Korea is confronting a serious challenges. It has to improve income equality in the context of a severe demographic transition. Such a transition, from one of the youngest populations in the OECD at present to the second oldest by 2050, may boost the need for public spending and slow economic growth. In this context and as the pace of population ageing is accelerating, it is important to act quickly in a wide range of areas: -Policies to sustain Korea’s growth potential in the face of falling labour inputs; -Measures that improve both growth and equality; -Carefully-targeted increases in social spending to reduce inequality and poverty; -Financing higher social spending, with priority given to a reform of tax and social security that minimises the negative impact on output growth.
Against the background of these broad challenges, which are discussed in a specific, setting-the-ground, Chapter, the report suggests policy options, based on the practices and reforms of other countries, in the following four areas: I) Income Distribution and Poverty; II) Tackling the Duality of the Labour Market; III) Early Childcare; and IV) Moving beyond Hospitals to better Care in the Community.
Tables des matières:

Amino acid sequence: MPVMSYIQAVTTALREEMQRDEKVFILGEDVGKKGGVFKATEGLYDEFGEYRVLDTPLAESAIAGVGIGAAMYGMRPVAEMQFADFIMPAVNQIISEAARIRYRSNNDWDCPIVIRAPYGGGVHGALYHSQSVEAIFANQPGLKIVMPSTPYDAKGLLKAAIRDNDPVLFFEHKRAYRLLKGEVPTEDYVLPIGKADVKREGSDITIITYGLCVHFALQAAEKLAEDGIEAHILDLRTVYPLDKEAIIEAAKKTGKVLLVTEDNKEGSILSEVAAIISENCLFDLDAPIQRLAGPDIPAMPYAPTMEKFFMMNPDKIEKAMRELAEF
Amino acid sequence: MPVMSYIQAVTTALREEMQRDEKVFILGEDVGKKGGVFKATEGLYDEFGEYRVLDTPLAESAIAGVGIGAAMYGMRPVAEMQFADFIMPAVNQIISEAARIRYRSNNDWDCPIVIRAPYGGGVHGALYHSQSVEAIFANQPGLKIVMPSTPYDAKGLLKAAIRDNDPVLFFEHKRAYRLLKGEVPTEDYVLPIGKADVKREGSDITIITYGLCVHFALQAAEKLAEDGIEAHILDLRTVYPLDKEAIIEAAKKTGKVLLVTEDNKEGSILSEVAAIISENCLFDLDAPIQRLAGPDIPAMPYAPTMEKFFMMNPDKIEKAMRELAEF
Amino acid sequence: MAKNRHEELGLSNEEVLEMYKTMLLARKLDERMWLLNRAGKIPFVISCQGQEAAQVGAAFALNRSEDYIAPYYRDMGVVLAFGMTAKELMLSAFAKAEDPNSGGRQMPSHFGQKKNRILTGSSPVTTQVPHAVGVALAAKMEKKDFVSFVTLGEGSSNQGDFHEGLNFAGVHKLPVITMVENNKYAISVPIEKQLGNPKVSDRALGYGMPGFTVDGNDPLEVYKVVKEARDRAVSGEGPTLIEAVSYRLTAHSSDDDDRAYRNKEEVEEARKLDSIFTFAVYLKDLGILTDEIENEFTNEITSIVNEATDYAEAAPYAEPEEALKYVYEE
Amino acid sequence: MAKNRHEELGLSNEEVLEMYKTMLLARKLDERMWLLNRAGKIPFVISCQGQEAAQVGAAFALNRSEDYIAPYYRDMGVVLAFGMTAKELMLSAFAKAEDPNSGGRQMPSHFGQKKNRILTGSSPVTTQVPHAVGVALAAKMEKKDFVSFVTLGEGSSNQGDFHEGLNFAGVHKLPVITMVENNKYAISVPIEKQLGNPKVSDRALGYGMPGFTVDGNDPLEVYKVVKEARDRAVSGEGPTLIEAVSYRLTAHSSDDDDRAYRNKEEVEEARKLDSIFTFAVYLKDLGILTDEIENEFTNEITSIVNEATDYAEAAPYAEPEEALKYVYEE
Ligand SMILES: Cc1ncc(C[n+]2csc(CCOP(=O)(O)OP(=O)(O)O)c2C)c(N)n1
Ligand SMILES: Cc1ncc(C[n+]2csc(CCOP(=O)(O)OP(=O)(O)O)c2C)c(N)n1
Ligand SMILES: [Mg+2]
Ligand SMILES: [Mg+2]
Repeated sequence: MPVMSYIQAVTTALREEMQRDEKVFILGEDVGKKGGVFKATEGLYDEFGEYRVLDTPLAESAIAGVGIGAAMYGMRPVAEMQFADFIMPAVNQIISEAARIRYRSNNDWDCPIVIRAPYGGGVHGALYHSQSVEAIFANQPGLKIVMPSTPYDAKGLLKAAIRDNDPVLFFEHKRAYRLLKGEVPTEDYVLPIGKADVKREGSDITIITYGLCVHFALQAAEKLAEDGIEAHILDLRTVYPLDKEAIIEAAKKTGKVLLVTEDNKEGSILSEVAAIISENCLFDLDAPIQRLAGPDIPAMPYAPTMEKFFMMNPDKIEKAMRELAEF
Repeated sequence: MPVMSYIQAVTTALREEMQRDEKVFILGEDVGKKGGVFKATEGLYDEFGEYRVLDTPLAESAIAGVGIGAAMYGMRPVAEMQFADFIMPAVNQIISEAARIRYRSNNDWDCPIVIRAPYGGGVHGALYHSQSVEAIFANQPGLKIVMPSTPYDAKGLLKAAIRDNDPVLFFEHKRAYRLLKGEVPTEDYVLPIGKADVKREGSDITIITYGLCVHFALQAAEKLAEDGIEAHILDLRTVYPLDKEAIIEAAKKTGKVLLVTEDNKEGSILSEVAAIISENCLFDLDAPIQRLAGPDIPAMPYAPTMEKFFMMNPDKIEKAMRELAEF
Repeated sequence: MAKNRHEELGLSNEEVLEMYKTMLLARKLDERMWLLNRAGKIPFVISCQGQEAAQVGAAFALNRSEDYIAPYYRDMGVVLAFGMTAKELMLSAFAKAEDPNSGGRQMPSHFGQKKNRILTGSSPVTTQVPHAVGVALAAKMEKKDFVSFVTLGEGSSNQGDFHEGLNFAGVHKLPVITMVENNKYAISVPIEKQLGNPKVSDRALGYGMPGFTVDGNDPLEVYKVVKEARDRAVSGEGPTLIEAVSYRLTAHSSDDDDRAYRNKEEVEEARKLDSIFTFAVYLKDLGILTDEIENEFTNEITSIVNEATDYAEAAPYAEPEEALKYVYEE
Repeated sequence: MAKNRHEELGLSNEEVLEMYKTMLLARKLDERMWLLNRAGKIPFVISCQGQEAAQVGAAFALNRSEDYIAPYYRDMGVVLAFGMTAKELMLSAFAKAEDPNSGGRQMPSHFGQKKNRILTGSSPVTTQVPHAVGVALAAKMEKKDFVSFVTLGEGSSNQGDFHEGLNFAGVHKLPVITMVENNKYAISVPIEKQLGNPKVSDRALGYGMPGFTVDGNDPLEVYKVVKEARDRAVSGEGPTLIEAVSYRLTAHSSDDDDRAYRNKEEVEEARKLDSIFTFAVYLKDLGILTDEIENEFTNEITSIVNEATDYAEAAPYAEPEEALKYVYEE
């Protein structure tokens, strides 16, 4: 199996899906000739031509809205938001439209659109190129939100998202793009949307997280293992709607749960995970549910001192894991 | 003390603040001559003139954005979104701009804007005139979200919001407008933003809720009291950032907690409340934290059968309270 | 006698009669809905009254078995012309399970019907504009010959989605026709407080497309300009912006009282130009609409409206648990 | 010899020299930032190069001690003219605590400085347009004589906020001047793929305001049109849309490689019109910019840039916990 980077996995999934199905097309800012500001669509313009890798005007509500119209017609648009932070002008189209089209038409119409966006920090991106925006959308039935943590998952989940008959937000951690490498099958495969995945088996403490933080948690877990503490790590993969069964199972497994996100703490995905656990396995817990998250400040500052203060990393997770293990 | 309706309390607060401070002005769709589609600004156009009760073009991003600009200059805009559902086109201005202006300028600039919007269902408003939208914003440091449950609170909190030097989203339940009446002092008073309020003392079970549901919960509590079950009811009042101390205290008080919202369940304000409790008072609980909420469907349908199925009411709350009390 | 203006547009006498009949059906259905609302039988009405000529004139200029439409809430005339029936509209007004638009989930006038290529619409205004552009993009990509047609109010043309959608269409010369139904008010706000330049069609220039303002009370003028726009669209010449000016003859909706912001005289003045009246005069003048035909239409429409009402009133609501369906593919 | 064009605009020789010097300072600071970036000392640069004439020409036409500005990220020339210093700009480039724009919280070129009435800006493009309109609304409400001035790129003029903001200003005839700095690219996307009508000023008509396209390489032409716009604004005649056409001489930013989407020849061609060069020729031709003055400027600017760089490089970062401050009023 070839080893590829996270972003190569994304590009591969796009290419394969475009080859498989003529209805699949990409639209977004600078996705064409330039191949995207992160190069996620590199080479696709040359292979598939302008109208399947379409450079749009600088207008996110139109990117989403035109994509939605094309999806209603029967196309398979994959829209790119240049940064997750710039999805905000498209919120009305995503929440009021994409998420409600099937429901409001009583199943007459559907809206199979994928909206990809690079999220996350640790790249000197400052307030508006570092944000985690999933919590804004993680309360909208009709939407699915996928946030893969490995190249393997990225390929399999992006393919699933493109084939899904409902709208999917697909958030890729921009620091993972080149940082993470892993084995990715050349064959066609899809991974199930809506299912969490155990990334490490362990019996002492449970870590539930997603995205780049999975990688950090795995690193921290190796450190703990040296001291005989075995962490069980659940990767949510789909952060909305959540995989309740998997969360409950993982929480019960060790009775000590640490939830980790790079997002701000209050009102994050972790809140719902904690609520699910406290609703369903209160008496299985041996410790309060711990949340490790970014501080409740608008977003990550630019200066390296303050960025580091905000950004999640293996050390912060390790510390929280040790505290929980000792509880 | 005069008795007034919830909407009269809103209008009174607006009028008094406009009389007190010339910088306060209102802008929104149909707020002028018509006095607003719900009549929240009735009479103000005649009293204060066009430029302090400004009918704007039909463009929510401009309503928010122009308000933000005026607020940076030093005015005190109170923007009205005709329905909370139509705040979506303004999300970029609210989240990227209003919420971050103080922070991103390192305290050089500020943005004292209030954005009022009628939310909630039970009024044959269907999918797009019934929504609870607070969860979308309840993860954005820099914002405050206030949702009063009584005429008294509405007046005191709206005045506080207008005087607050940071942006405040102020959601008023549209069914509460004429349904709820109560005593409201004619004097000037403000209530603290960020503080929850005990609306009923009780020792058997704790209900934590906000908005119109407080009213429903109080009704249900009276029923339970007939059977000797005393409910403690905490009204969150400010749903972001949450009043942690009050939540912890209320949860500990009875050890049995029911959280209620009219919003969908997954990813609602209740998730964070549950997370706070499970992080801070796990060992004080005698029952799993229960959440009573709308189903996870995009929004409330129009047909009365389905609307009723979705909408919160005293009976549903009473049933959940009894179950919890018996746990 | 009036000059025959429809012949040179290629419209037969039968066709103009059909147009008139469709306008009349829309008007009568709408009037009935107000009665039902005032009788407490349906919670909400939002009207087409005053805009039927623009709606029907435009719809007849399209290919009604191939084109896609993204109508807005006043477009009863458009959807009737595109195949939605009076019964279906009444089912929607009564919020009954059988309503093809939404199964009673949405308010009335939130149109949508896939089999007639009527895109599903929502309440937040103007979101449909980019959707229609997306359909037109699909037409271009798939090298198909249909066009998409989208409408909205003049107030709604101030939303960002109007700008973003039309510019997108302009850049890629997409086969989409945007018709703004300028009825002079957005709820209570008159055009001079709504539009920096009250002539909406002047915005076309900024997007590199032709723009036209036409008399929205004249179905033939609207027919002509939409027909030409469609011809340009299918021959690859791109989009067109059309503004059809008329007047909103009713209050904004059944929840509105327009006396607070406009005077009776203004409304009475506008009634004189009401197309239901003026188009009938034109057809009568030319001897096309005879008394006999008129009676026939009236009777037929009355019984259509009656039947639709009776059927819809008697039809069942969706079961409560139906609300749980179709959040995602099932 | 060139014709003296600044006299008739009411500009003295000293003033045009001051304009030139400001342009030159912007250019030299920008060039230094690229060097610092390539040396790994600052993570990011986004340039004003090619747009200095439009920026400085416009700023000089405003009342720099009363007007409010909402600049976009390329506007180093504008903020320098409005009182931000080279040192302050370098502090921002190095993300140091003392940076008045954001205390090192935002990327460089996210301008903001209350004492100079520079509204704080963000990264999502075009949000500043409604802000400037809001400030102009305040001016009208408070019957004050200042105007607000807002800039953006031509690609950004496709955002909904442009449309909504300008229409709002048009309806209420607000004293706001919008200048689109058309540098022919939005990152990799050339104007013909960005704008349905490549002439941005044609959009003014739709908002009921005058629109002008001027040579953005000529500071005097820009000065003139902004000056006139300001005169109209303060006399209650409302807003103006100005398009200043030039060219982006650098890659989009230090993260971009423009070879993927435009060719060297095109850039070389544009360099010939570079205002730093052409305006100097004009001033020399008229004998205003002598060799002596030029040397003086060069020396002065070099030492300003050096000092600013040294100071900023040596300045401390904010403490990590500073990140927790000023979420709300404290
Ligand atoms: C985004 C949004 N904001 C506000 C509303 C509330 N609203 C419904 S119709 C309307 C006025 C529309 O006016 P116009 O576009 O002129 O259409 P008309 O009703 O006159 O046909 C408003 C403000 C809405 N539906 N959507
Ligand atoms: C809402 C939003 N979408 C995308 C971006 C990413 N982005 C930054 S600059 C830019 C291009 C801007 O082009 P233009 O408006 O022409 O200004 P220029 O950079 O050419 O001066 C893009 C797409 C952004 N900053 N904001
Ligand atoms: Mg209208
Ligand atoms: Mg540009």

Acronyms and abbreviations Executive summary A policy toolkit for growth and social cohesion in Korea Chapter 1. Overview: Why is social cohesion an urgent issue in Korea? -1.1. Korea’s legacy of “egalitarian growth” -1.2. Factors increasing inequality in Korea in recent years -1.3. Challenges to achieving social cohesion -1.4. Coping with these challenges -References Chapter 2. Income distribution and poverty among the working-age population and implications for social welfare policies -2.1. Introduction -2.2. Income distribution and poverty in Korea: An overview -2.3. Key features of the Korean social safety net for working-age people -2.4. Income adequacy of the Korean social safety net for working-age people -2.5 The impact of taxes and benefits on work incentives -References Chapter 3. Policies to tackle labour market duality in Korea -3.1. Introduction -3.2. Labour market duality in Korea: Overview of a complex phenomenon -3.3. The policy rationale for reducing labour market duality -3.4. Policies to reduce overall labour market duality -3.5. Policies targeted on groups particularly disadvantaged by labour market dualism -References -Annex 3.A1. Mobility of non-regular workers based on self-assessment of employment type Chapter 4. Combined early childhood education and care measures to ensure social cohesion -4.1. Introduction -4.2. Reviewing equity measures outcomes and identifying policy issues -4.3. Policy issues related to female labour market outcomes and demographic challenges -4.4. Reviewing public responsibility and investment, and identifying policy issues -4.5. Conclusions -References -Annex 4.A1. Notes, methodology and data sources to the spider webs Chapter 5. Moving from hospitals to primary care for chronic diseases -5.1. Introduction -5.2. Defining primary care -5.3. The health system faces looming challenges -5.4. Korea’s health system is geared towards hospitals and not primary care -5.5. Getting the building blocks right: Payments, flexible institutions and workforce -5.6. A Korean model of primary care: Multi-specialty group practices (polyclinics) -References